Repair of brachial plexus lesions by end-to-side side-to-side grafting neurorrhaphy: experience based on 11 cases

Sherif M Amr, Ashraf N Moharram
Microsurgery 2005, 25 (2): 126-46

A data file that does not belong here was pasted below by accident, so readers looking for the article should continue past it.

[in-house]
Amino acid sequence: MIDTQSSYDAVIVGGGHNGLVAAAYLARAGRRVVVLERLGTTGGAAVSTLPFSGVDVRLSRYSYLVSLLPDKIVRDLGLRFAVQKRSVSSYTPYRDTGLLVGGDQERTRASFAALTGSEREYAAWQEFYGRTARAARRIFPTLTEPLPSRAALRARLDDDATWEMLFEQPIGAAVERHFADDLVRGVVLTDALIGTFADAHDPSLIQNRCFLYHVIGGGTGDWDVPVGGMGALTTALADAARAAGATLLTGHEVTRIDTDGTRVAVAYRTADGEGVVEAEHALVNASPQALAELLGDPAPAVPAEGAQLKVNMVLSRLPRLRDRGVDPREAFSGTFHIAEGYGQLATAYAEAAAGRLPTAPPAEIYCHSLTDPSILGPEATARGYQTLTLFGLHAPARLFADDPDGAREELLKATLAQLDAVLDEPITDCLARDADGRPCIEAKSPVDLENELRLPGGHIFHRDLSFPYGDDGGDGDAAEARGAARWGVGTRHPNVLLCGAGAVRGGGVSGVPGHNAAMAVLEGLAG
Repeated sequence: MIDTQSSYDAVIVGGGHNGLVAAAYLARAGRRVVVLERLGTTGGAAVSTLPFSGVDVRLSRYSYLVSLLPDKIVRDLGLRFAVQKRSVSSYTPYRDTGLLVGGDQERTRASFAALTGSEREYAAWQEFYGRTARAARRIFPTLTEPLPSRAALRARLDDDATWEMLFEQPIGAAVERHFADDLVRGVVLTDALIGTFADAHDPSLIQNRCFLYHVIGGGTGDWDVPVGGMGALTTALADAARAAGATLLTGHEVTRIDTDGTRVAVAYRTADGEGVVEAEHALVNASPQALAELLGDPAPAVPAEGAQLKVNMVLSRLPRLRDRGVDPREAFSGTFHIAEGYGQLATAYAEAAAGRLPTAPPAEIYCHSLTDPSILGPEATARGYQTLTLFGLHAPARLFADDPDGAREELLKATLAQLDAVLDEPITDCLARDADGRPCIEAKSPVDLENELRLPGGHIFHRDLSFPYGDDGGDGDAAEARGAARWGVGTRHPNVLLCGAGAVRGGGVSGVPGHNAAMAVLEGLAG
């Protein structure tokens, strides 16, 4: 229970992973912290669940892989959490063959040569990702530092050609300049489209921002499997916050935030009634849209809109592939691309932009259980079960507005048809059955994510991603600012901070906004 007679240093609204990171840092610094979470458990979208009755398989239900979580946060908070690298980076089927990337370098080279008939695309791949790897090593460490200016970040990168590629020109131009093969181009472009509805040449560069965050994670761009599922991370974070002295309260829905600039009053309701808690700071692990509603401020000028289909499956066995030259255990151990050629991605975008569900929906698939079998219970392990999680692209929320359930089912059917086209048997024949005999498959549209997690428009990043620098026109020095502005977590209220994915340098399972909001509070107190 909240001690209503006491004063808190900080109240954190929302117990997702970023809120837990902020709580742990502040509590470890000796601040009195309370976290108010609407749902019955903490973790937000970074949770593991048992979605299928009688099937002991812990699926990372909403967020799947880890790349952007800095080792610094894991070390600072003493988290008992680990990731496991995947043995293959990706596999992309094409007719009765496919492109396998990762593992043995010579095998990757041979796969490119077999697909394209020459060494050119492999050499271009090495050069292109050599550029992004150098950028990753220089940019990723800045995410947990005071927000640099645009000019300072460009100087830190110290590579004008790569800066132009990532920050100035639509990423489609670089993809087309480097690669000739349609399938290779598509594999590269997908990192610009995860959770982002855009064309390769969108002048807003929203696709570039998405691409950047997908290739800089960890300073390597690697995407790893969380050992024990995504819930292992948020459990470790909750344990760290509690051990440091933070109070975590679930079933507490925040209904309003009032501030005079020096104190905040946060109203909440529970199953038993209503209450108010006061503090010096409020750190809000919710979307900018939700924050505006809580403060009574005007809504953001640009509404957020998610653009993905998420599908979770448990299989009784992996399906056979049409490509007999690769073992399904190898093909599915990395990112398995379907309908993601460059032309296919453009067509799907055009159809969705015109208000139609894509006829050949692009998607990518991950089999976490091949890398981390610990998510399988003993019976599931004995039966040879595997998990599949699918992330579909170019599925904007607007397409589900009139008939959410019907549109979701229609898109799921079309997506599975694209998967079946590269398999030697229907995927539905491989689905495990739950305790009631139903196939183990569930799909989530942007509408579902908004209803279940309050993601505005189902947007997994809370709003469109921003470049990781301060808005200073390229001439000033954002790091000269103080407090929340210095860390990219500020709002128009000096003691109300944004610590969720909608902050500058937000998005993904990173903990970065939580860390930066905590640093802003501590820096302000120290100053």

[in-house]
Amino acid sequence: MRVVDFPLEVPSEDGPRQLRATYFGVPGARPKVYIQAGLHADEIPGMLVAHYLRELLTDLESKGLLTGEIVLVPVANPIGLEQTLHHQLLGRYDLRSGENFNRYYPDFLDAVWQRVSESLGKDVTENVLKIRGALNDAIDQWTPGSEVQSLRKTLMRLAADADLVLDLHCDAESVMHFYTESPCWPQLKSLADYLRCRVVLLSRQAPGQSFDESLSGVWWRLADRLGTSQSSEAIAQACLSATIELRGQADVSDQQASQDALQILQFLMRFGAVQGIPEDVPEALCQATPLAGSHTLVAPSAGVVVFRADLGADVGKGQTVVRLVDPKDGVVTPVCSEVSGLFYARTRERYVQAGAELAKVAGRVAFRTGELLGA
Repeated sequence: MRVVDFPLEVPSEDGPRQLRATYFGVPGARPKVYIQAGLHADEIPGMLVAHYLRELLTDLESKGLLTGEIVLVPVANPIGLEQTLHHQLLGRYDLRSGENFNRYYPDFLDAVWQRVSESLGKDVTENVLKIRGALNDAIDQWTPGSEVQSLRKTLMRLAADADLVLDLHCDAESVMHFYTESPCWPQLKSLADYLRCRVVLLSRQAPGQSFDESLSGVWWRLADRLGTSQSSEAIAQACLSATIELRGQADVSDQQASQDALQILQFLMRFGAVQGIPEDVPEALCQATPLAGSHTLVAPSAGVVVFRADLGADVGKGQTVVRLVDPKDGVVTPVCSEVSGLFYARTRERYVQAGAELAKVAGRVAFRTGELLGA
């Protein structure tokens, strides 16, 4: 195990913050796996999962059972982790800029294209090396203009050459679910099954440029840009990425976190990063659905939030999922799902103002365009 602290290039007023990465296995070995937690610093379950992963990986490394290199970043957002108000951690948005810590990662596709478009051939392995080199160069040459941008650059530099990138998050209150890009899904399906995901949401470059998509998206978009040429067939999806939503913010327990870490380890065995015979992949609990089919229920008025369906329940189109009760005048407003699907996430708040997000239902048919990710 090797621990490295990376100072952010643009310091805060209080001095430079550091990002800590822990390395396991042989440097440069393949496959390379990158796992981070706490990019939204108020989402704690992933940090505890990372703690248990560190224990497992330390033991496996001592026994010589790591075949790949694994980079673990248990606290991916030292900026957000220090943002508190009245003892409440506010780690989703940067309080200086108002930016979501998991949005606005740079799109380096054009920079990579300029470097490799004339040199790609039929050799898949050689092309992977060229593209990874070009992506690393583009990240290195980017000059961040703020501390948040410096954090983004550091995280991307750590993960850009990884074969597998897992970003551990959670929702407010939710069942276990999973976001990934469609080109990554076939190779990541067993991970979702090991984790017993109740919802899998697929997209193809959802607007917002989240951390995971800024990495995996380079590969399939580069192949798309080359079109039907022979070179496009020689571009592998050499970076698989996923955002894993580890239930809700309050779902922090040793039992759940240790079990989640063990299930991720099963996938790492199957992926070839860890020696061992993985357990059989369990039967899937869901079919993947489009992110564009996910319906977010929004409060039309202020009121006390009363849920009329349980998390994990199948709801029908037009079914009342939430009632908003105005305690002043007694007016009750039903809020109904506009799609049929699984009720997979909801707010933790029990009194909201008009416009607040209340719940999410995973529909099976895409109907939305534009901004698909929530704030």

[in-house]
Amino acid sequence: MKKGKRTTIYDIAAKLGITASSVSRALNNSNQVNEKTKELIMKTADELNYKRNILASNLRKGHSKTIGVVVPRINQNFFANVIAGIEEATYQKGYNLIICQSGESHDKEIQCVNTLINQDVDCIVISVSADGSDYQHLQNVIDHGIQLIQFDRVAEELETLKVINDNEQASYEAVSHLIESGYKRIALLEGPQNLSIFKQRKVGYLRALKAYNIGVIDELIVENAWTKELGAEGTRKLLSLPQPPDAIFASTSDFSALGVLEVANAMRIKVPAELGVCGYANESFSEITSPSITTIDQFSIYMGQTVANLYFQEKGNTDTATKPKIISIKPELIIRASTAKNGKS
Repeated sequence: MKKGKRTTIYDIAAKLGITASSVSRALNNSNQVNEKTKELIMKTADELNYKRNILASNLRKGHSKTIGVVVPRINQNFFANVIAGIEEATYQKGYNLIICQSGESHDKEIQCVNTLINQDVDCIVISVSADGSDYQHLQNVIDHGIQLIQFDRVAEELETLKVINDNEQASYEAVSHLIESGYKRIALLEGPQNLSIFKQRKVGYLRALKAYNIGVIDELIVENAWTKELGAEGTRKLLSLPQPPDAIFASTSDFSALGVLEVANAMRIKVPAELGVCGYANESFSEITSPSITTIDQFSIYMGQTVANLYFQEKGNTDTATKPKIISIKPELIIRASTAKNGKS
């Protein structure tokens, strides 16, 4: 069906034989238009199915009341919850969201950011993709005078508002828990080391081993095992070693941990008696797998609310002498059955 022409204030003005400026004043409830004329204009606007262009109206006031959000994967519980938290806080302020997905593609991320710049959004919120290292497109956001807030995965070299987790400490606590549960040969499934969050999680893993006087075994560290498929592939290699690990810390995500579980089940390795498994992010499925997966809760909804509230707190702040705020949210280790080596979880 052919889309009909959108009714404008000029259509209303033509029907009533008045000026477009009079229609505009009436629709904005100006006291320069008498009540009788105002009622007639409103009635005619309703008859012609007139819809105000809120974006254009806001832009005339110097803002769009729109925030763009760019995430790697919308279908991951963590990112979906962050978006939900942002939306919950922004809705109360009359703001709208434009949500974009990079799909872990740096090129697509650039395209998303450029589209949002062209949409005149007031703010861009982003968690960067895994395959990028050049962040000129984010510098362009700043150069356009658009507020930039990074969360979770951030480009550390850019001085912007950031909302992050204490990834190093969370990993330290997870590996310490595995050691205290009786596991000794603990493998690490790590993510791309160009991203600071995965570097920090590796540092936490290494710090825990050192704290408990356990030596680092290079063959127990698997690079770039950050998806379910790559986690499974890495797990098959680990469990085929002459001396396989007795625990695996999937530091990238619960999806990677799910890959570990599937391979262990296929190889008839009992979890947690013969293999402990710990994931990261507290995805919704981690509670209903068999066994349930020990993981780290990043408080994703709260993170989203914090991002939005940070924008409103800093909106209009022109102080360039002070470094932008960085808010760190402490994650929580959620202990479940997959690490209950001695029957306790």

Eleven brachial plexus lesions were repaired using end-to-side side-to-side grafting neurorrhaphy in root ruptures, in phrenic and spinal accessory nerve neurotizations, in contralateral C7 neurotization, and in neurotization using intact interplexus roots or cords. The main aim was to approximate donor and recipient nerves and promote regeneration through them. Another indication was to augment the recipient nerve, when it had been neurotized or grafted to donors of dubious integrity, when it was not completely denervated, when it had been neurotized to a nerve with a suboptimal number of fibers, when it had been neurotized to distant donors delaying its regeneration, and when it had been neurotized to a donor supplying many recipients. In interplexus neurotization, the main indication was to preserve the integrity of the interplexus donors, as they were not sacrificeable. The principles of end-to-side neurorrhaphy were followed. The epineurium was removed. Axonal sprouting was induced by longitudinally slitting and partially transecting the donor and recipient nerves, by increasing the contact area between both of them and the nerve grafts, and by embedding the grafts into the split predegenerated injured nerve segments. Agonistic donors were used for root ruptures and for phrenic and spinal accessory neurotization, but not for contralateral C7 or interplexus neurotization. Single-donor single-recipient neurotization was successfully followed in phrenic neurotization of the suprascapular (3 cases) and axillary (1 case) nerves, spinal accessory neurotization of the suprascapular nerve (1 case), and dorsal part of contralateral C7 neurotization of the axillary nerve (2 cases). Apart from this, recipient augmentation necessitated many donor to single-recipient neurotizations. This was successfully performed using phrenic-interplexus root to suprascapular transfers (2 cases), phrenic-contralateral C7 to suprascapular transfer (1 case), and spinal accessory-interplexus root to musculocutaneous transfer (1 case). Both recipient augmentation and increasing the contact area between grafts and recipients necessitated single or multiple donor to many recipient neurotizations. This was applied in root ruptures (3 cases), with results comparable to those obtained in classical nerve-grafting techniques. It was also applied in ventral C7 transfer to the lateral or medial cords (3 cases) with functional recovery occurring in the biceps and pronator teres muscles, but not in dorsal C7 transfer to the axillary and radial nerves (3 cases) with functional recovery occurring in the deltoid and triceps muscles, and in whole C7 transfer to C5, 6, 7, 8T1 roots with functional recovery occurring in the deltoid (M4), biceps (M4), pronator teres (M4), and triceps (M3) (3 cases), and less so in the flexor carpi ulnaris and FDP (M3) (1 case) and the extensor digitorum longus (M3) (1 case). Contralateral C7 transfer to the lateral and posterior cords (4 cases) was followed by cocontractions that took 1 year to improve and that involved the rotator cuff, deltoid, biceps, and pronator teres (all agonists). Functional recovery in the triceps muscle was less than in the above muscles. Contralateral C7 transfer to C5-7 (1 case) was followed by cocontractions that took 1 year to resolve and that occurred between the deltoid, biceps, and flexor digitorum profundus. Interplexus root neurotization was done only in conjunction with other neurotization techniques, and so its role is difficult to judge. Though the same applies to regenerated lateral cord transfer to the posterior cord (2 cases), the successful results obtained from medial cord neurotization to the axillary, musculocutaneous, and radial nerves (1 case), and from ulnar and median nerve neurotization to the radial nerve (1 case), show that neurotization at the interplexus cord level may play a role in brachial plexus regeneration and may even be used to neurotize nerves and muscles distal to the elbow. The timing of repair was within 6 months after injury, except for 2 cases. In the first case, contralateral C7 transfer was successfully performed more than 1 year after injury. The second case was an obstetric palsy operated upon at age 8. Deterioration in motor power of the donor muscles that improved in 6 months was observed in 2 cases of interplexus neurotization at the cord level, because of looping the sural nerve grafts tightly around the donor nerves. Deterioration in donor-muscle motor power as a consequence of end-to-side neurorrhaphy was noted in the obstetric palsy case, when the flexor carpi radialis (donor) became grade 3 instead of grade 4. This was associated with cocontractions between it and the extensors. It took nearly 1 year to improve.

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